Phoebe Stephenson is a fashion communicator with interests in styling and art direction, zine layouts and photography. In all of Stephenson’s projects there is a real sense of nostalgia and personal impact, mostly with documentary work.
‘True to life” takes viewers through a narrative of the beauty of life and cherishing the little moments. Authentic living is portrayed through Stephenson’s “Neighbourhood friends” zine, “Adds character” exhibition, and “Grandma’s rules” film. Each element represents a personal connection to garment meanings and re-cycling through a documentary process. ‘True to life” stems from a Critical Research Project, titled “how can charity shops be a solution to the overconsumption of garments?”. It explores sustainability through an academically written discussion. Further research is still needed regarding more solutions, yet it is evident that charity shops allow consumers to focus on positive shopping habits instead of the usual throwaway culture. This is also seen in the three styling photoshoots featured in the “Neighbourhood friends” zine, which explore narratives of plastic pollution in our oceans and animal consumption; and all three shoots contain second hand garments.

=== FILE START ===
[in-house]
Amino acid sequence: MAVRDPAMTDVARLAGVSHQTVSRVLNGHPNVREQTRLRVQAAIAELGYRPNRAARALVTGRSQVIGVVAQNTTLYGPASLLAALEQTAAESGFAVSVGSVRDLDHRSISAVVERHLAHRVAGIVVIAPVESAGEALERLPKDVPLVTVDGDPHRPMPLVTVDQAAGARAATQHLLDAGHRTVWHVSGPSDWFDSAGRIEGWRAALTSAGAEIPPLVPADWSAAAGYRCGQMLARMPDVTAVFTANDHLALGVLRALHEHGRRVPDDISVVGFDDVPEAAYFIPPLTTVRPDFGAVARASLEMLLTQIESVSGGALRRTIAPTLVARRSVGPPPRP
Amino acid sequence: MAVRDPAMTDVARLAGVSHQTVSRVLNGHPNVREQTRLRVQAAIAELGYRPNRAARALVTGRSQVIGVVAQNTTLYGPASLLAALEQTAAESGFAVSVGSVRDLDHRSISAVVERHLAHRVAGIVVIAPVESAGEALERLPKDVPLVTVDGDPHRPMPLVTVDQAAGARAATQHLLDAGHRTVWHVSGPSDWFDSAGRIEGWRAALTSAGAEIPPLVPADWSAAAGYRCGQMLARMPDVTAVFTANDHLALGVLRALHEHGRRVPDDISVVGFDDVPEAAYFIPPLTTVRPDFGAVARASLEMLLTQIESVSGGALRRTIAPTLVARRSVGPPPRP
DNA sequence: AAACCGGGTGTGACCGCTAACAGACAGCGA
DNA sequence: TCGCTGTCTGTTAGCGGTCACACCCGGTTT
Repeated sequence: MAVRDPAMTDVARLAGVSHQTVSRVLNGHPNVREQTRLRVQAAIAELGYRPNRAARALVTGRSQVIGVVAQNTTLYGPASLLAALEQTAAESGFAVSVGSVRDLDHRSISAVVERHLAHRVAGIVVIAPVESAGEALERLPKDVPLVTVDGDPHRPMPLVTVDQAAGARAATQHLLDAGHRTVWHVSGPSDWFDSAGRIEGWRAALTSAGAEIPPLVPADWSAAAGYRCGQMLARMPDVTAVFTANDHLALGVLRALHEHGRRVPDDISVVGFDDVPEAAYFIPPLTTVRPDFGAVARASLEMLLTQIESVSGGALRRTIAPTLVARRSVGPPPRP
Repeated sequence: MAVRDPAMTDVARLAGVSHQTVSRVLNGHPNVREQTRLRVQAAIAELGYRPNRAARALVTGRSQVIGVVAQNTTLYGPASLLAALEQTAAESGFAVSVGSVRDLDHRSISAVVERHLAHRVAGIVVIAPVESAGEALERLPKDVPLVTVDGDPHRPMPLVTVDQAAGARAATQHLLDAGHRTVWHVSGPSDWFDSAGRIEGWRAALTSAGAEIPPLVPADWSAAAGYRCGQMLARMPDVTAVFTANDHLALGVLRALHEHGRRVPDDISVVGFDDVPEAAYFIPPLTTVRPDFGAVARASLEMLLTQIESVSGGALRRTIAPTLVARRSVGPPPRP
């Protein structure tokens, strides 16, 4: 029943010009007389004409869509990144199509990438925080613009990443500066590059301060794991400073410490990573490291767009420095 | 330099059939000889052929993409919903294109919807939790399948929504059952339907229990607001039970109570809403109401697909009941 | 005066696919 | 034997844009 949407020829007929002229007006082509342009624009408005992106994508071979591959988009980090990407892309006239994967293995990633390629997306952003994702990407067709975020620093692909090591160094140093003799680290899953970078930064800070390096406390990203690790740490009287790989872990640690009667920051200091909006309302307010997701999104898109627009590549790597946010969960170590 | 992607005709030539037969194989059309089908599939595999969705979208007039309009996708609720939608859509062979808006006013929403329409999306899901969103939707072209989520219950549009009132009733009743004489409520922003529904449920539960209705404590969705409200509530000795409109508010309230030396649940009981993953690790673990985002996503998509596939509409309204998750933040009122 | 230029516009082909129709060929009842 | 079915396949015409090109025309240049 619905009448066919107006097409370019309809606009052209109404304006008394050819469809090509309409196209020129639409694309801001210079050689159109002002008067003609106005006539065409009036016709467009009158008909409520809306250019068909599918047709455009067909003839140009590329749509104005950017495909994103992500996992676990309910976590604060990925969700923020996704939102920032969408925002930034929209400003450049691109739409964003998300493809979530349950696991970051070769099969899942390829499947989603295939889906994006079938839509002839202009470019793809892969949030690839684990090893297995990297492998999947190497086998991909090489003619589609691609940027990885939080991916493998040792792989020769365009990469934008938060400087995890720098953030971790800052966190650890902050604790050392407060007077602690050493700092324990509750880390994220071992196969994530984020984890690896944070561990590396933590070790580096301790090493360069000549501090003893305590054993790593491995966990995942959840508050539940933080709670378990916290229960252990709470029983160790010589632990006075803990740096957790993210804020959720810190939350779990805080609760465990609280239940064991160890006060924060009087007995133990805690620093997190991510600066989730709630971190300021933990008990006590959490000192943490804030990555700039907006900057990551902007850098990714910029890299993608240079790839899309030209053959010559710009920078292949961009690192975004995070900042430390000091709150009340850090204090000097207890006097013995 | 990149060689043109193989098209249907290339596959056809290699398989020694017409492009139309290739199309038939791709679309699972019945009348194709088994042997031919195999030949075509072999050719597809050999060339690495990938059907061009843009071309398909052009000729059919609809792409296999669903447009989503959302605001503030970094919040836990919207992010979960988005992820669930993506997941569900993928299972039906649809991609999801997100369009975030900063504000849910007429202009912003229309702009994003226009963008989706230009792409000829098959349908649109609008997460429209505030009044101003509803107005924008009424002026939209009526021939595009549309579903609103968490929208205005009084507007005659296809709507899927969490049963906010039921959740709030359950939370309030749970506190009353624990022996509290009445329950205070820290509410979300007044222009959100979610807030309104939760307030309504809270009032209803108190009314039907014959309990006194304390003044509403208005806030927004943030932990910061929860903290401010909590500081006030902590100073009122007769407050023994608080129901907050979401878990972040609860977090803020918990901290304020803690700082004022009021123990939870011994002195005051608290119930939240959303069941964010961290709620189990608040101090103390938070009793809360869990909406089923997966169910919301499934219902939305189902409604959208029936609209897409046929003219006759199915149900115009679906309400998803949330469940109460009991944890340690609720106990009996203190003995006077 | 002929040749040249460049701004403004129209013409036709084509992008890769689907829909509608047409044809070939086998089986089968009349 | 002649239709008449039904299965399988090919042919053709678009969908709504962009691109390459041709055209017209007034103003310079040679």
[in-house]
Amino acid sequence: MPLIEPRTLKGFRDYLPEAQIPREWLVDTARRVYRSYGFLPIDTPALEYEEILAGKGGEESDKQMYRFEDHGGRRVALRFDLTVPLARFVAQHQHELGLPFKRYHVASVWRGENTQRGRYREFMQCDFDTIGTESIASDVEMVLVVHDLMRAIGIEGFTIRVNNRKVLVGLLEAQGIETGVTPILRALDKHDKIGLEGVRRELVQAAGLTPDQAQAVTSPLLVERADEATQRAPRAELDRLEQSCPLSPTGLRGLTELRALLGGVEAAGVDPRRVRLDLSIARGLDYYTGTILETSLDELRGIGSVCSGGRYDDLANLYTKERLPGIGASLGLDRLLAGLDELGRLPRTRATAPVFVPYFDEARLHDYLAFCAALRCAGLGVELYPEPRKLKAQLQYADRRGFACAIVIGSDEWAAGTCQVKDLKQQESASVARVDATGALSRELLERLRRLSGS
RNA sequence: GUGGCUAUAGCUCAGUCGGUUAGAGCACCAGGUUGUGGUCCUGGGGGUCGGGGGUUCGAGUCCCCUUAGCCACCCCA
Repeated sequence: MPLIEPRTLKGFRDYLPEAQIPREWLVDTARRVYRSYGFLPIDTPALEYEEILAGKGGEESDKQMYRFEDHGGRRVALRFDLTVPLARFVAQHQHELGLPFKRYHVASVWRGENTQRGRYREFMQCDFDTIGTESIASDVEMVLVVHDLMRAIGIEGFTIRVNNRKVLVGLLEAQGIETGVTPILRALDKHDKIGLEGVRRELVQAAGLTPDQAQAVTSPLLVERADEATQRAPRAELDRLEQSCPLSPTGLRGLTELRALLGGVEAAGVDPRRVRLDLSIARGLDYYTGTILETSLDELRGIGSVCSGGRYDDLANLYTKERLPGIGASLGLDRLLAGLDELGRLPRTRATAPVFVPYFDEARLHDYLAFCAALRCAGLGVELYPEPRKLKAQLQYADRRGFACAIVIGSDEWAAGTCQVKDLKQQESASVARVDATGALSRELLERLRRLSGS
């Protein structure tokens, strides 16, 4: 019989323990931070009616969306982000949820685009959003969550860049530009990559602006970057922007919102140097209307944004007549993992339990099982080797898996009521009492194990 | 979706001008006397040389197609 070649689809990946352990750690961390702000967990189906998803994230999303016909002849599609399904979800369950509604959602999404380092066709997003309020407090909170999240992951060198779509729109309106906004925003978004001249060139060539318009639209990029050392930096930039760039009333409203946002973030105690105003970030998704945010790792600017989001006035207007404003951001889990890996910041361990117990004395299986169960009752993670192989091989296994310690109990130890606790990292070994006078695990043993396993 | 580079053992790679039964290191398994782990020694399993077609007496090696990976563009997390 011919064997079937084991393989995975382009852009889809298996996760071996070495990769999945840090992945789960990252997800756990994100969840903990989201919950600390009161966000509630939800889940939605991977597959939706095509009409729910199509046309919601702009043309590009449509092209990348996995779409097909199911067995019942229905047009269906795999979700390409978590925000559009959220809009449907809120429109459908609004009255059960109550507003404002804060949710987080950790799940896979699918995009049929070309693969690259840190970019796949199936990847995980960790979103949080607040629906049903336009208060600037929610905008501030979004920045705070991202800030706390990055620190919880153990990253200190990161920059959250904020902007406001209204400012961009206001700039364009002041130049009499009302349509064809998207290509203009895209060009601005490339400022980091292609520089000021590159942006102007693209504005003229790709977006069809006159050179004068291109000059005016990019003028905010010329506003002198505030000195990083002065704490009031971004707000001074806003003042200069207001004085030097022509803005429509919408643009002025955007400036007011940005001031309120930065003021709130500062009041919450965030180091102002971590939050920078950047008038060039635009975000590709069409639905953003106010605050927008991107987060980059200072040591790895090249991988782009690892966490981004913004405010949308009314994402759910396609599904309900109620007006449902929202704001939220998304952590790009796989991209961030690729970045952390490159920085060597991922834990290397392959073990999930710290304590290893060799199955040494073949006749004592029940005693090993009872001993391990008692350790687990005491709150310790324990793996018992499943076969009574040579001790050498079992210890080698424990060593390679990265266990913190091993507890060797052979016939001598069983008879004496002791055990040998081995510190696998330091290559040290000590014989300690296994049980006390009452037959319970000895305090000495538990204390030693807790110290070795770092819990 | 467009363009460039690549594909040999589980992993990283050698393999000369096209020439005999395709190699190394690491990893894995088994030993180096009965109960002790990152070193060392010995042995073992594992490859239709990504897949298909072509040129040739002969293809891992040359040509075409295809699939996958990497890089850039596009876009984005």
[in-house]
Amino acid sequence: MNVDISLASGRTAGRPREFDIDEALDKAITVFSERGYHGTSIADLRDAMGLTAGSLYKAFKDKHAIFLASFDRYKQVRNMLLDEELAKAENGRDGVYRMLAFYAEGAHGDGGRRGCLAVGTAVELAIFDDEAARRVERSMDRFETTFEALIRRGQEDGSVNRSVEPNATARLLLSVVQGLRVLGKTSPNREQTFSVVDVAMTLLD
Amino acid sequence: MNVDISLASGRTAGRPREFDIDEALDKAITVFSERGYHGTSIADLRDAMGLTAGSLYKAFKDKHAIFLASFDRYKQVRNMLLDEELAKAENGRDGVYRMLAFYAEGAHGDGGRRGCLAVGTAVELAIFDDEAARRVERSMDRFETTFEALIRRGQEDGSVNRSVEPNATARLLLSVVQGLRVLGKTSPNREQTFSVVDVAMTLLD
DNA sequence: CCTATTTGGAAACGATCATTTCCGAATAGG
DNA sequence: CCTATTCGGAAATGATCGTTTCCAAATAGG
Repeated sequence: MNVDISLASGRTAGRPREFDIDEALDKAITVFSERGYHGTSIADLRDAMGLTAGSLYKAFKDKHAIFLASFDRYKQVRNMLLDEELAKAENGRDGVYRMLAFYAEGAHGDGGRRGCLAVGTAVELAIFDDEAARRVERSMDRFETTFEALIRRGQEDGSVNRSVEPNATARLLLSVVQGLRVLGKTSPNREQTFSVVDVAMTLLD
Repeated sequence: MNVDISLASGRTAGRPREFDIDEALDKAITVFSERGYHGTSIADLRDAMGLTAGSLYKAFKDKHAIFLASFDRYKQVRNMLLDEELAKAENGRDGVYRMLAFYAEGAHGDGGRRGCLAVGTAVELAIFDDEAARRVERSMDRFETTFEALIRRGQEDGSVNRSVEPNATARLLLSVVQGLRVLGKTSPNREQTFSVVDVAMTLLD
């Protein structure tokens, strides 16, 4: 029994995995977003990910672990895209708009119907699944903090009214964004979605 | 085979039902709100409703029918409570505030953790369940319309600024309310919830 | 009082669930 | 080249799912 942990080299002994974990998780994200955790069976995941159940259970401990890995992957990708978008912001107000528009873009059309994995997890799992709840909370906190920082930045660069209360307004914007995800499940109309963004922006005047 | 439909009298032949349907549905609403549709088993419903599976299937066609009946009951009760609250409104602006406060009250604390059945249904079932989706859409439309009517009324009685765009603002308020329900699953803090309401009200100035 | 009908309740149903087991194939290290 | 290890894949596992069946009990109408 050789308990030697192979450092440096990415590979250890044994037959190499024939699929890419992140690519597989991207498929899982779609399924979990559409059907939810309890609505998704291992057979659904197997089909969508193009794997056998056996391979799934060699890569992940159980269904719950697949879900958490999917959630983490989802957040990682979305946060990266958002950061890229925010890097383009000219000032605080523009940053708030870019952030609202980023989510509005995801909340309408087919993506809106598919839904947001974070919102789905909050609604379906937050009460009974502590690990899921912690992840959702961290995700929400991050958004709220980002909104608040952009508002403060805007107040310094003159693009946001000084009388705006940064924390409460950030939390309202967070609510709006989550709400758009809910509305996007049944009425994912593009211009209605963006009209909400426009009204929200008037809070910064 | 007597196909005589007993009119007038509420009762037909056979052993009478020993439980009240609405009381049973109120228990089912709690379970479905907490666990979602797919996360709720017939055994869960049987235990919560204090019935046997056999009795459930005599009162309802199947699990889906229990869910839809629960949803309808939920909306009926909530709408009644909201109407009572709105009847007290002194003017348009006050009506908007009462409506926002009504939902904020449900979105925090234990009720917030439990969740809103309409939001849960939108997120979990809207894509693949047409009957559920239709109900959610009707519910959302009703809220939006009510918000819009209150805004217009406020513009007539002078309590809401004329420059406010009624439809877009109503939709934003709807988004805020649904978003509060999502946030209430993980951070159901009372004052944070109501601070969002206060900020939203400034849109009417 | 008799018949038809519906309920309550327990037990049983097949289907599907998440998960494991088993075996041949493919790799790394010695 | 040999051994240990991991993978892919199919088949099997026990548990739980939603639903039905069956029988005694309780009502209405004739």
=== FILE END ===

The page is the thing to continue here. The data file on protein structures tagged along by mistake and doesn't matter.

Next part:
The aims of ‘True to life” is simple, creatively displaying life in a way that resonates with viewers, and maybe even teaching them something new along the way; such as creating a community of people who care about their environment, and appreciating our time on this planet. Reading the “Neighbourhood friends” zine should be as easy as drinking a cup of tea. Hopefully the zine can act as a biscuit; something that is there to make life seem a little sweeter.